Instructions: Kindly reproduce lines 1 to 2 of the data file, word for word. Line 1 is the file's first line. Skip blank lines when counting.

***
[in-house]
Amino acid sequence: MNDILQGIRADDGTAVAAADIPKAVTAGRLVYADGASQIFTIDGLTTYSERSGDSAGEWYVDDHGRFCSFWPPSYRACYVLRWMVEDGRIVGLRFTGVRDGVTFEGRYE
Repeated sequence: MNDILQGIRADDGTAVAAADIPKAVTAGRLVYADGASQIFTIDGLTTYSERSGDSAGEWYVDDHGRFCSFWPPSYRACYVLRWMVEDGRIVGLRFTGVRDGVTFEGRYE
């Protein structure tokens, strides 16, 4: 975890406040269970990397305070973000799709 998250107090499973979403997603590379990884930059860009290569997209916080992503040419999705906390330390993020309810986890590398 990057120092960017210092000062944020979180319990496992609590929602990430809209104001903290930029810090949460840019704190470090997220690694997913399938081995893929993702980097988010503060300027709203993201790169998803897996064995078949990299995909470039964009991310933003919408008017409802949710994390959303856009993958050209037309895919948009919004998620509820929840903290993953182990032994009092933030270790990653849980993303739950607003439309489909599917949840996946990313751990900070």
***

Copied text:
[in-house]
Amino acid sequence: MNDILQGIRADDGTAVAAADIPKAVTAGRLVYADGASQIFTIDGLTTYSERSGDSAGEWYVDDHGRFCSFWPPSYRACYVLRWMVEDGRIVGLRFTGVRDGVTFEGRYE